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Let's ask more of Australian democracy

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We need to find new ways to involve people in democratic processes, argue citizens’ jury organisers Emma Lawson and Emily Jenke.

As Australians we watch in horror the current US Presidential election preselection process.

The centrality of money and celebrity over substance is stark, and drawn into ever sharper focus by the current success of Donald Trump in the Republican primaries.

His success does a disservice to the notion of “democracy”. What’s more, this comes from a country which considers itself the bastion of democratic process – the yard stick by which the civility of other countries is measured.

We watch the shenanigans in the US and we sneer. And yet we wonder – can Australians stand in moral superiority?

In the last five years we have had five Prime Ministers – one of them twice – compared with the previous five Prime Ministers who served for over 35 years. Our new Prime Minister is enjoying a bump in the polls. According to the latest Fairfax-Ipsos poll the Liberal Party now commands a significant lead on a two party preferred basis with new Prime Minister Malcolm Turnbull enjoying a personal approval rating of almost 70%. So far this change in support appears to be based on little more than a change in personality and language and perhaps some sense of hope of policy reform one day…

While at least partly publicly-funded, like the US, our political parties rely substantially on private donations for their electoral campaigns. Presumably business doesn’t hand over big bucks for nothing. They must expect something in return, even if it is just to increase their access to power. But what does that mean for everybody else?

And who can blame people failing to participate? The opportunities are limited and not necessarily meaningful or effective in influencing change.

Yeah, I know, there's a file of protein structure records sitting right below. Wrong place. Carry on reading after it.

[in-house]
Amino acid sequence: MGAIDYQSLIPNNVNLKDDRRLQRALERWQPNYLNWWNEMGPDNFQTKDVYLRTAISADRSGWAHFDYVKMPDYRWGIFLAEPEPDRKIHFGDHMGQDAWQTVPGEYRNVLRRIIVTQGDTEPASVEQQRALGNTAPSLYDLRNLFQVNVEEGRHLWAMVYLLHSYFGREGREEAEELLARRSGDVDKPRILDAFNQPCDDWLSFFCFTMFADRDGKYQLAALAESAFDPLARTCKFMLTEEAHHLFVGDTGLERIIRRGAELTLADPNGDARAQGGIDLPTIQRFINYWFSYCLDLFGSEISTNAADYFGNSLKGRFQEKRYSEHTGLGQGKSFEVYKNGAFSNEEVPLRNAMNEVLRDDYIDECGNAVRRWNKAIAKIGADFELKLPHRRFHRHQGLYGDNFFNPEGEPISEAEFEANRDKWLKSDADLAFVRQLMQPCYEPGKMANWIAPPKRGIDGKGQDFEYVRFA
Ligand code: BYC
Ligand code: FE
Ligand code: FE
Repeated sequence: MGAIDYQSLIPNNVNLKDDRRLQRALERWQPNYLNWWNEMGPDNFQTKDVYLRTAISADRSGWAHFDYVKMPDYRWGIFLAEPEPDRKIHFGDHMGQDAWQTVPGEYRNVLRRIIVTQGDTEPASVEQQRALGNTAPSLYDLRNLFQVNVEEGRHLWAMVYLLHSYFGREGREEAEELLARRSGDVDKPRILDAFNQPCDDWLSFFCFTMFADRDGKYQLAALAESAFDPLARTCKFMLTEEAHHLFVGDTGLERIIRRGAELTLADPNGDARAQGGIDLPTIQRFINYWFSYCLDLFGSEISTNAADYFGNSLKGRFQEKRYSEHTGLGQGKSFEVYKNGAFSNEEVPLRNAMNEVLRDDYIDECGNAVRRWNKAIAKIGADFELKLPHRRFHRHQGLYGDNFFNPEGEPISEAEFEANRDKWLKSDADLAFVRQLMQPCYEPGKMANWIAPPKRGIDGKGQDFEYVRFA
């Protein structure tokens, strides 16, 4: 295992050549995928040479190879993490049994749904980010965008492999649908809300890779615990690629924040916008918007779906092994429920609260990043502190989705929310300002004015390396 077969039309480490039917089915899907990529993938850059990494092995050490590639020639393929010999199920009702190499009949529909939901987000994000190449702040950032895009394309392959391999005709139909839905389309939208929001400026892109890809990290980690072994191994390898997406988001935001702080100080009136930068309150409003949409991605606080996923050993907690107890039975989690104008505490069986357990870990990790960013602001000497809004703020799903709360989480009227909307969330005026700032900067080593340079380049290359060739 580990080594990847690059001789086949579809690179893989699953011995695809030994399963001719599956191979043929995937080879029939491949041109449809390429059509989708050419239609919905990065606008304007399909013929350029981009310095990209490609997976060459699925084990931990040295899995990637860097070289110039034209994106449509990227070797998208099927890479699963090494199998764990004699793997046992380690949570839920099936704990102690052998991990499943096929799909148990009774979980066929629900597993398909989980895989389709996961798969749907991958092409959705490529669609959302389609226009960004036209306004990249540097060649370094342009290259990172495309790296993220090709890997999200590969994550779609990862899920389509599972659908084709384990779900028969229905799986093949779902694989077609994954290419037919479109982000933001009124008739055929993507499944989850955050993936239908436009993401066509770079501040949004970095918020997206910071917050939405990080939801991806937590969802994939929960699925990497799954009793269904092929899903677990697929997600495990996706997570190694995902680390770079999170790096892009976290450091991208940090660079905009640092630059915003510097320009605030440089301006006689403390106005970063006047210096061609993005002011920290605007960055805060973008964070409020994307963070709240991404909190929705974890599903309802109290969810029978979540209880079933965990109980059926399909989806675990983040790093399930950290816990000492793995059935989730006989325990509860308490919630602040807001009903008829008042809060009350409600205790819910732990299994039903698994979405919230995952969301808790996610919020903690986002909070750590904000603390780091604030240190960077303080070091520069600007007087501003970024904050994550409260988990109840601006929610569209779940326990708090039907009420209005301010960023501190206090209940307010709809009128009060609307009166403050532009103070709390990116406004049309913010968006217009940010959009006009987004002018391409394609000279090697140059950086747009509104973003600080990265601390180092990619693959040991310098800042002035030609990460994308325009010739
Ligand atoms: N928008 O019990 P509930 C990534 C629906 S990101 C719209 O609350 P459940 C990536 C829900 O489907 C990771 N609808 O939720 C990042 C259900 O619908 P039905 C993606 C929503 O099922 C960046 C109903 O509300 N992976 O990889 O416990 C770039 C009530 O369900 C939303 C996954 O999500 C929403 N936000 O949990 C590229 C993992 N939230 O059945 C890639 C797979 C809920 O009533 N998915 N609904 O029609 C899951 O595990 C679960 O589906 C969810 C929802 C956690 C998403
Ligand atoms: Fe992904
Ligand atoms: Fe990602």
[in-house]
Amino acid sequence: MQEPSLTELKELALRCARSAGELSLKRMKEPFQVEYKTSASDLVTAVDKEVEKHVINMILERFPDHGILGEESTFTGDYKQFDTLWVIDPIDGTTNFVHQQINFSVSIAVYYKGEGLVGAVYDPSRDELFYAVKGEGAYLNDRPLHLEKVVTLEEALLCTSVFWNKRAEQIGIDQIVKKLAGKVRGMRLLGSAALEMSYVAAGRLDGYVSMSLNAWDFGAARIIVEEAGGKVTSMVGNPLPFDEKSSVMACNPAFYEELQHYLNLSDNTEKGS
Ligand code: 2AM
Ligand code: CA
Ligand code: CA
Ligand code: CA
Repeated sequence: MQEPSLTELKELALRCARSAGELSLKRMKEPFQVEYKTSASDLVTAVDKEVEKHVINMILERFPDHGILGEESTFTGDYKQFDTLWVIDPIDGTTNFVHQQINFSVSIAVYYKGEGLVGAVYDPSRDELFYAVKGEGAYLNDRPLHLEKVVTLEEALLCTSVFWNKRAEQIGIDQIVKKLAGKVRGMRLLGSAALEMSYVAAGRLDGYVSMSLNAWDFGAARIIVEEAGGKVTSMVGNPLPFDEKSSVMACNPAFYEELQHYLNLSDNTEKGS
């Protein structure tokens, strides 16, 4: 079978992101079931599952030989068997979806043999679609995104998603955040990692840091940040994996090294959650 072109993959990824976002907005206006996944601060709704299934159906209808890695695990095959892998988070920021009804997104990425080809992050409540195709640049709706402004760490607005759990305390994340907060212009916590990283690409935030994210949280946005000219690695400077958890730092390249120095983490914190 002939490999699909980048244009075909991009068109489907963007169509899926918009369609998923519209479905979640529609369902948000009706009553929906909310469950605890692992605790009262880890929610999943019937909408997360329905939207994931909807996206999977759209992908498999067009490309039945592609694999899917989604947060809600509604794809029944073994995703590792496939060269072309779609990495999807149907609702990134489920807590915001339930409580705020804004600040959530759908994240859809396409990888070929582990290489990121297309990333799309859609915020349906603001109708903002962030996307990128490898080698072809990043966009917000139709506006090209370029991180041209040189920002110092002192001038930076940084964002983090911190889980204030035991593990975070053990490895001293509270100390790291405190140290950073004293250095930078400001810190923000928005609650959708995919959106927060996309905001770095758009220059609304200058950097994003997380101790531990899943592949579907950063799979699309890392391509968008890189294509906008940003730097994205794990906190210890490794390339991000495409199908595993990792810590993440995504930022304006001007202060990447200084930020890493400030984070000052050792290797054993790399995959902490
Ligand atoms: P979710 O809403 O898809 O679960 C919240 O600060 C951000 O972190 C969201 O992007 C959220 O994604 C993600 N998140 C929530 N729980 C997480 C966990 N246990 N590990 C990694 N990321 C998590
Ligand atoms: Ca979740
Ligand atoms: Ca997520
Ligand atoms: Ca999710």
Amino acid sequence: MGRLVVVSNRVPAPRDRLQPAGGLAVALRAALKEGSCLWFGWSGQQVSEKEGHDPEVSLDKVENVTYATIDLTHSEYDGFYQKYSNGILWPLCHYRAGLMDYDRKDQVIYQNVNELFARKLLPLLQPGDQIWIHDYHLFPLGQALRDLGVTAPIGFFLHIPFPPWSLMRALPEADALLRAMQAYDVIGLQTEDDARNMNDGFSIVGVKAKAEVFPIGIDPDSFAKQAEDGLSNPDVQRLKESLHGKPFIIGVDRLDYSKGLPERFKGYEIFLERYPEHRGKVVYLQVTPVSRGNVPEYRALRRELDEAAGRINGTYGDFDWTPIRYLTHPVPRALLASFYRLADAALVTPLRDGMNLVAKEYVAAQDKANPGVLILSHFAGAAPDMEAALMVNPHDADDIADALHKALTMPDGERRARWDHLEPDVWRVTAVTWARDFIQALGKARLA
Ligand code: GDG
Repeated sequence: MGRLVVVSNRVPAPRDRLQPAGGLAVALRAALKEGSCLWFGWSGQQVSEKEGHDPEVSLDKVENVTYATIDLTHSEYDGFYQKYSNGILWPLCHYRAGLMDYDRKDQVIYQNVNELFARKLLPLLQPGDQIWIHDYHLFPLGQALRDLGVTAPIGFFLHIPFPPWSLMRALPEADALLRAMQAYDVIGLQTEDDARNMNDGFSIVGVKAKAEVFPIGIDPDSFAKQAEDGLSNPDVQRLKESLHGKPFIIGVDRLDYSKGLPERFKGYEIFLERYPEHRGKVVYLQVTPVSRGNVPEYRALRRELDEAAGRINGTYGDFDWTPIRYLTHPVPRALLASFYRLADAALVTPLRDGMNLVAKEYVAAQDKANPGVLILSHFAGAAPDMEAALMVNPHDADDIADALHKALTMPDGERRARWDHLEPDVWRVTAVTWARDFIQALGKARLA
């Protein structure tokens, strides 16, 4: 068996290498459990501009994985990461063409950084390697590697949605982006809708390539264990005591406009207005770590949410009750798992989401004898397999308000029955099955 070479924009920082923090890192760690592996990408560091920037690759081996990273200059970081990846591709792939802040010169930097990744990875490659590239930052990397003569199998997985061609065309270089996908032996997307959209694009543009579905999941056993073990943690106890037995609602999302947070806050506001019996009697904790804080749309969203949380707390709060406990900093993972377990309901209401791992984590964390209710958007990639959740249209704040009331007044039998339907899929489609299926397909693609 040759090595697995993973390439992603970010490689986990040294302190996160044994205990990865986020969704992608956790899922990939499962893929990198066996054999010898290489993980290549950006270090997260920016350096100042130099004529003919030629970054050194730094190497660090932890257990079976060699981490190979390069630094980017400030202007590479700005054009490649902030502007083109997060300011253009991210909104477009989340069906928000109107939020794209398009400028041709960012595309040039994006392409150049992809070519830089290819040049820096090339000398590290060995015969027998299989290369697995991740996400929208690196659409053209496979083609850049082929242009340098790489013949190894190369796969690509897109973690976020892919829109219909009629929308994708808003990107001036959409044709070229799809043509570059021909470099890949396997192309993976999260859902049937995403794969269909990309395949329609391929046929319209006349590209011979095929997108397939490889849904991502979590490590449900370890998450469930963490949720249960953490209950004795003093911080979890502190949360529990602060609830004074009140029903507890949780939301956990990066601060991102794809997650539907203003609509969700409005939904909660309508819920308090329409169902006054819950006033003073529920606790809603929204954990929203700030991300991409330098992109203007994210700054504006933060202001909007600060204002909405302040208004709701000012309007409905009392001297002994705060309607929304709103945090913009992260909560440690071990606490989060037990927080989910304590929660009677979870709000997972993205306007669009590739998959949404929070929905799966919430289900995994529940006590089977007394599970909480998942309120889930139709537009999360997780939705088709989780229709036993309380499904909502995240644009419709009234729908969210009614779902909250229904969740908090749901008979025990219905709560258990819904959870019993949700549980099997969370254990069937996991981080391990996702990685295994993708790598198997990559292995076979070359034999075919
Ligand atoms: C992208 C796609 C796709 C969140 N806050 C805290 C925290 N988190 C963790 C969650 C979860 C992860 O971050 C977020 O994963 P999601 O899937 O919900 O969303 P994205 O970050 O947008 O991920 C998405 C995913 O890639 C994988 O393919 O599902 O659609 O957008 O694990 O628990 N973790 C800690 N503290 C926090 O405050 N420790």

For everyday Australians the choices to acquit our democratic rights are limited – very limited. Every three to four years we are served up two candidates in our local area with any hope of “getting in”. The two main parties “have it in the bag” as it is a nearly insurmountable task for anybody else to build sufficient profile. Our ability to influence the choice of these two candidates is restricted by the internal political party preselection processes – we only get a say if we are brave enough to choose a side and take a leap inside the party system.

Why is it that participation in our democracy is limited to these few options: voting every four years, political party membership and the occasional rally attendance or phone call to your local MP?

What we know is that a democratic system can only work if a country’s citizens participate. This is central to the notion of democracy. Indeed, by definition, a democracy needs the active participation of the people, as citizens, in politics and civic life.

So what does civic participation in our democracy amount to in Australia now? Well not much!

A study completed by ANZOG in 2013 found that Australian citizens are observers rather than participants in formal politics. More than half (54.7%) could not remember conducting any political activity in the last two or three years beyond voting. Many of those turning up to vote do so because they must. By and large we vote along tribal lines (although this is changing).

And who can blame people failing to participate? The opportunities are limited and not necessarily meaningful or effective in influencing change.

Don't laugh about Donald Trump and what his ascendancy says about US democracy. Australia isn't any better. EPA image